Night sweats, or nocturnal hyperhidrosis, can be super inconvenient to say the least—and even more so if you share a bed with someone. Sometimes the easiest solution to stop the excess sweat is to ditch that extra blanket or crank up the A/C, but other times, the sweating has less to do with your external environment and everything to do with what’s going on inside your body.
The definition of night sweats is pretty self-explanatory: Excess sweat that your body secretes while you’re sleeping. In other words, it’s when your body produces more sweat than what’s necessary to cool down and control your internal temperature. We had Mehmet Oz, MD, physician and cardiac surgeon at Presbyterian Hospital/Columbia University Medical Center in New York City, weigh in with what might be causing your night sweats and what can be done to combat them.
Ah, menopause: The bittersweet part of a woman’s life, usually in her early 50s, when her period stops coming every month. Eighty percent of menopausal women experience vasomotor symptoms, like hot flashes and—you guessed it—night sweats, says Dr. Oz. The downside to this naturally occurring phenomenon is it’s pretty much bound to happen and it can last up to seven years or more. The upside, though, is there are ways to reduce the symptoms that accompany it. First, cut down on alcohol, spicy foods, and caffeine. These night-sweat-inducing triggers are especially important to avoid right before heading to bed. Then, opt for moisture-wicking sleepwear, cooling bedsheets, or a frozen cold pack under your pillow (periodically flip over the pillow so you get the most out of the refreshing coolness it provides). If symptoms persist, Dr. Oz suggests talking to your doctor to see if certain medications or hormone therapy to replace lost estrogen are good options for you.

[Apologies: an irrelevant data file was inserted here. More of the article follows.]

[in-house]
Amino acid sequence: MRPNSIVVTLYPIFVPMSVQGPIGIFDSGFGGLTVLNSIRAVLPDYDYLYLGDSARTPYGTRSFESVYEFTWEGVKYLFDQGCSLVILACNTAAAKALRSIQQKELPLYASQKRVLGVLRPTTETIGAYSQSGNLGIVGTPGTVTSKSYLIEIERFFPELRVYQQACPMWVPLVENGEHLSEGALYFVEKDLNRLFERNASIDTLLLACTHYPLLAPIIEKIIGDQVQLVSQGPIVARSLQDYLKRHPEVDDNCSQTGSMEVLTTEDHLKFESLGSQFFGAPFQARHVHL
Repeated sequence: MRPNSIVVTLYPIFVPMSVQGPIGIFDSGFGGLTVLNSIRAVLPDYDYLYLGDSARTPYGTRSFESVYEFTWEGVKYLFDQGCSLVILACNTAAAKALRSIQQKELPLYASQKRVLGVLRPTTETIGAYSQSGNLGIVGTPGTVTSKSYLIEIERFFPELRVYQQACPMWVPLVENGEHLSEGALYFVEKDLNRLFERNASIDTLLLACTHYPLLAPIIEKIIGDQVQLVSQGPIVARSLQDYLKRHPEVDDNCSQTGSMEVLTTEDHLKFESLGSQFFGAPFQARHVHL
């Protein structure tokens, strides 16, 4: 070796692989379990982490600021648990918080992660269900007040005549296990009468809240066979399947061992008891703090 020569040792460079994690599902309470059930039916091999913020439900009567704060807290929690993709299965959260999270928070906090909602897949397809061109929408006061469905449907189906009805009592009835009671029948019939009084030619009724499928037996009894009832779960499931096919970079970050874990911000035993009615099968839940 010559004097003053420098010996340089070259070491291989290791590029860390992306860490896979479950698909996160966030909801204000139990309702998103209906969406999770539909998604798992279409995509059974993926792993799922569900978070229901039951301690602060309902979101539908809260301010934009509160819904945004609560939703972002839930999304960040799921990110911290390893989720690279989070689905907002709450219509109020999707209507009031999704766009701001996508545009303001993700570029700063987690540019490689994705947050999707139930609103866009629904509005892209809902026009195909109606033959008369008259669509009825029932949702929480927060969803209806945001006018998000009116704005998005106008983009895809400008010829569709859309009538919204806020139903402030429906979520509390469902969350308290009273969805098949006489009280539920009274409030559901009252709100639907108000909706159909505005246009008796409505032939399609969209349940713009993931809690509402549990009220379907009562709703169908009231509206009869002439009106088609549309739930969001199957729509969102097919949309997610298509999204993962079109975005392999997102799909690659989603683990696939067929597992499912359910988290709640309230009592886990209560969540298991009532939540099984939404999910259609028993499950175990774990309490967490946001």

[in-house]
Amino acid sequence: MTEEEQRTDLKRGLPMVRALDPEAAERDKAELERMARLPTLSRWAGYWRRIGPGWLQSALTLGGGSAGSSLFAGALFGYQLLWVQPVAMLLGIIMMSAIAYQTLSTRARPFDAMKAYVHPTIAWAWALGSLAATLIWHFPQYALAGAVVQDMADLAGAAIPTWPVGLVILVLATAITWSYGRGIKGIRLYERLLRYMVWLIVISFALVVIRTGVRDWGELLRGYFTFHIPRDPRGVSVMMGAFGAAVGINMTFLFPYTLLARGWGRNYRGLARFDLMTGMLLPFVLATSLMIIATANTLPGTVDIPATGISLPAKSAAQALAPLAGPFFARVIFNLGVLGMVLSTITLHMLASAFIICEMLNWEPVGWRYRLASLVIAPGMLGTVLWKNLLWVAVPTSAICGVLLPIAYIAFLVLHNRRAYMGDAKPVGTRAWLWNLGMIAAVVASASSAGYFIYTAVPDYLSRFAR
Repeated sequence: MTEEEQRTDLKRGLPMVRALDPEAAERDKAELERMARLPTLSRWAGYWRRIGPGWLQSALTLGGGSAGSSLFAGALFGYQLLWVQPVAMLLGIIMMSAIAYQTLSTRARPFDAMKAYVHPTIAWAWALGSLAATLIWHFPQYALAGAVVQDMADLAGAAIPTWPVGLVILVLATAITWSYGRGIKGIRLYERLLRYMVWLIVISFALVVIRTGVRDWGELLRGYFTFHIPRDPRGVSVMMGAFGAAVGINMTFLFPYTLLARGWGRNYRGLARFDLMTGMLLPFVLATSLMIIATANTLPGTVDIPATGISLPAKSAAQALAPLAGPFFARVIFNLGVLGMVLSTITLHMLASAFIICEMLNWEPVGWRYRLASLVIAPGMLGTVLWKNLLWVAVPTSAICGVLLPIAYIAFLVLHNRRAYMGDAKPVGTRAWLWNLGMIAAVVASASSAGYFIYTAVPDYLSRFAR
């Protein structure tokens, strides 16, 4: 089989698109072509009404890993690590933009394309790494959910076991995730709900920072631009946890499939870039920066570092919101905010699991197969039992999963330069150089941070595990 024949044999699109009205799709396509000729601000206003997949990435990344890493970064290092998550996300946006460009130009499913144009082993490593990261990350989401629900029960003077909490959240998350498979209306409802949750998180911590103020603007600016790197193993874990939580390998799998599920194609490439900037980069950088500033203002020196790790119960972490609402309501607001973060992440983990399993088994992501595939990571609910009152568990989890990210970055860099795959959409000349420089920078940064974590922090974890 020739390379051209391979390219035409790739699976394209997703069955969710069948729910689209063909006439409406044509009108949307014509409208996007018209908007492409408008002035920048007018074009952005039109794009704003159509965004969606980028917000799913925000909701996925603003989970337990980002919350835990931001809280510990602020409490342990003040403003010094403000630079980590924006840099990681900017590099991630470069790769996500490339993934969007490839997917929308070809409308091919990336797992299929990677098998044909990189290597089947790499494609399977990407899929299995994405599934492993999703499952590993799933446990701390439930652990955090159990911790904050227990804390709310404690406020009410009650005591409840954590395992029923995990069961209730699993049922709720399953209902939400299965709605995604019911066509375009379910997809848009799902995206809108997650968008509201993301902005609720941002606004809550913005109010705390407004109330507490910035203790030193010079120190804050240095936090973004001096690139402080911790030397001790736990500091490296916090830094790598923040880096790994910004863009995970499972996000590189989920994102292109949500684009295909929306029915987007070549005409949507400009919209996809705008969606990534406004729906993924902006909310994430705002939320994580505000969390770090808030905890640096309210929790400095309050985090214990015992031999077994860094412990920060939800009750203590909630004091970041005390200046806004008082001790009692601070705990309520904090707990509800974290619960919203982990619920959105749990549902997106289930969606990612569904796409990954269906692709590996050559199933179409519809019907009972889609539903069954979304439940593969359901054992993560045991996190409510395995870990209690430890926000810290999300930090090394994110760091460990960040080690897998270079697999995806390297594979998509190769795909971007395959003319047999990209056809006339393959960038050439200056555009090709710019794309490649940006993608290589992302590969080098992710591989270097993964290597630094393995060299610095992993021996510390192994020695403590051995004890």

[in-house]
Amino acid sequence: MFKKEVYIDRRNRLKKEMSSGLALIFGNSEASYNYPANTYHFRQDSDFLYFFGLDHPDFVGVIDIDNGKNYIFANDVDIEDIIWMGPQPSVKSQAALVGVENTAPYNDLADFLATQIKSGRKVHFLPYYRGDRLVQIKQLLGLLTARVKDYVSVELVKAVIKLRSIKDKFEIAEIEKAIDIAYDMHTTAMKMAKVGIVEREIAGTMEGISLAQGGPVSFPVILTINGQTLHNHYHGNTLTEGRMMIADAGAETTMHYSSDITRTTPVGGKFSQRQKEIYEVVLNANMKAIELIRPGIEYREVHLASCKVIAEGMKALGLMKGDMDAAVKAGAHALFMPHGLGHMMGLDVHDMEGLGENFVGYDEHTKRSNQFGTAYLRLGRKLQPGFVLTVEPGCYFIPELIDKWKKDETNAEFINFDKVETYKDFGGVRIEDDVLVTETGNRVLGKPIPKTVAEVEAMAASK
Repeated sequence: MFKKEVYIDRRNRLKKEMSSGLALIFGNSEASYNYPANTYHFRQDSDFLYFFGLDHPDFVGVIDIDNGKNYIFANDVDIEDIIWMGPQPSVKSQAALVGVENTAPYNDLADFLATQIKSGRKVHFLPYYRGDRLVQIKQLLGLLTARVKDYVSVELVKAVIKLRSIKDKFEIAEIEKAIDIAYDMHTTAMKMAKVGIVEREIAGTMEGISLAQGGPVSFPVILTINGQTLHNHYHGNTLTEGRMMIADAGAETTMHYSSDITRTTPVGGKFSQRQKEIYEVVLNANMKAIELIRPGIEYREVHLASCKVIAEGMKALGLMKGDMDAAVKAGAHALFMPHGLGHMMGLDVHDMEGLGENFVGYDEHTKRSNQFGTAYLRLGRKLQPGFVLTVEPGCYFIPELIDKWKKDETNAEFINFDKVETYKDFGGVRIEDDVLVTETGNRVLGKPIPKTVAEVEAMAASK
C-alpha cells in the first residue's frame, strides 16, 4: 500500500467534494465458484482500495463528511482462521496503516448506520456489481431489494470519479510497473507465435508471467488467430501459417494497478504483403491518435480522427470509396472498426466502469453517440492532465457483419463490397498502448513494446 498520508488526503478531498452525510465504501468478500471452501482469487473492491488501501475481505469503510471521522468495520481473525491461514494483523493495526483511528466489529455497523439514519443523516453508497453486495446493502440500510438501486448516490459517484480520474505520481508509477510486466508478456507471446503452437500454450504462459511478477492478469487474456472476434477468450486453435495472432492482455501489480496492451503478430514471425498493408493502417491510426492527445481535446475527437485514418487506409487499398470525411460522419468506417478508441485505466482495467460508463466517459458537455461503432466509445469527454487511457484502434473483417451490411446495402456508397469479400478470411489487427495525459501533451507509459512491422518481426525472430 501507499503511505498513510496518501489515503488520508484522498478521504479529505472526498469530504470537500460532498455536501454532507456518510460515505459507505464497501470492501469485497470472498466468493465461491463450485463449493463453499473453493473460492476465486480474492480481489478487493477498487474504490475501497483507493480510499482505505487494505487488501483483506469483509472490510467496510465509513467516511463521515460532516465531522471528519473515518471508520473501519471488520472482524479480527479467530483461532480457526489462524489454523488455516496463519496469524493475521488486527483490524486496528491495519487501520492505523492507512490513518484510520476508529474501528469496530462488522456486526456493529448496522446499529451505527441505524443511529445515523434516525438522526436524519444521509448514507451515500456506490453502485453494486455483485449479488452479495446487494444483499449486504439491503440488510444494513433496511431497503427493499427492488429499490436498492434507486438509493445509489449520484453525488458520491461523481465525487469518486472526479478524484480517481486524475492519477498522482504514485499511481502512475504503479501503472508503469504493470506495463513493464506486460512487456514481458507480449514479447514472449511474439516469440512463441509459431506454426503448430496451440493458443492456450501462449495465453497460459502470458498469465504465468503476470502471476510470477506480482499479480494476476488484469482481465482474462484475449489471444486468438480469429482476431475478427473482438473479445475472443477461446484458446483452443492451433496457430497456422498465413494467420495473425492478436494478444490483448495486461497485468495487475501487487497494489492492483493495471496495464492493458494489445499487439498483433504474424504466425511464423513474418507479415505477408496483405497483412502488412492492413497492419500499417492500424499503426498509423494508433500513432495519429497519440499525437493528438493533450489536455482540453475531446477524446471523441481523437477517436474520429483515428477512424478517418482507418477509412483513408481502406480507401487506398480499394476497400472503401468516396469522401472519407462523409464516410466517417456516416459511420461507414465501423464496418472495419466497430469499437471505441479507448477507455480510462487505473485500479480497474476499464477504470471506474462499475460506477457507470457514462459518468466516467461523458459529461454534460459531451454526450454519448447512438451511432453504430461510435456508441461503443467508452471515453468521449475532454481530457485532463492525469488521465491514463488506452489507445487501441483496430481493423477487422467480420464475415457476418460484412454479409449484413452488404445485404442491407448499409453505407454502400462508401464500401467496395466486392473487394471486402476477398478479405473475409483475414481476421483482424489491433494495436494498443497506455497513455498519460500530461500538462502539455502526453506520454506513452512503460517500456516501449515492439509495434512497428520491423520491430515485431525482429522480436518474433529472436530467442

Taking antidepressants, hypertension drugs, or other types of medications can sometimes result in waking up in uncomfortable puddles of sweat. This happens as a result of the medications affecting the part of your brain that regulates your sweat glands and internal body temperature. The most obvious way to combat medication-related night sweats is to talk to your doctor about switching to a different medicine. But if you don't want to do that, there are a few things you can try. In addition to a more breathable nighttime wardrobe, mattresses are often overlooked as something that can contribute to the severity of night sweats. “Many memory foam mattress users report that [it] holds and retains heat,” says Dr. Oz. “Simply adding a fitted sheet or topper made of natural, breathable material on top of your mattress can lower a memory foam’s temperature. You might even want to try a mattress cooling pad!”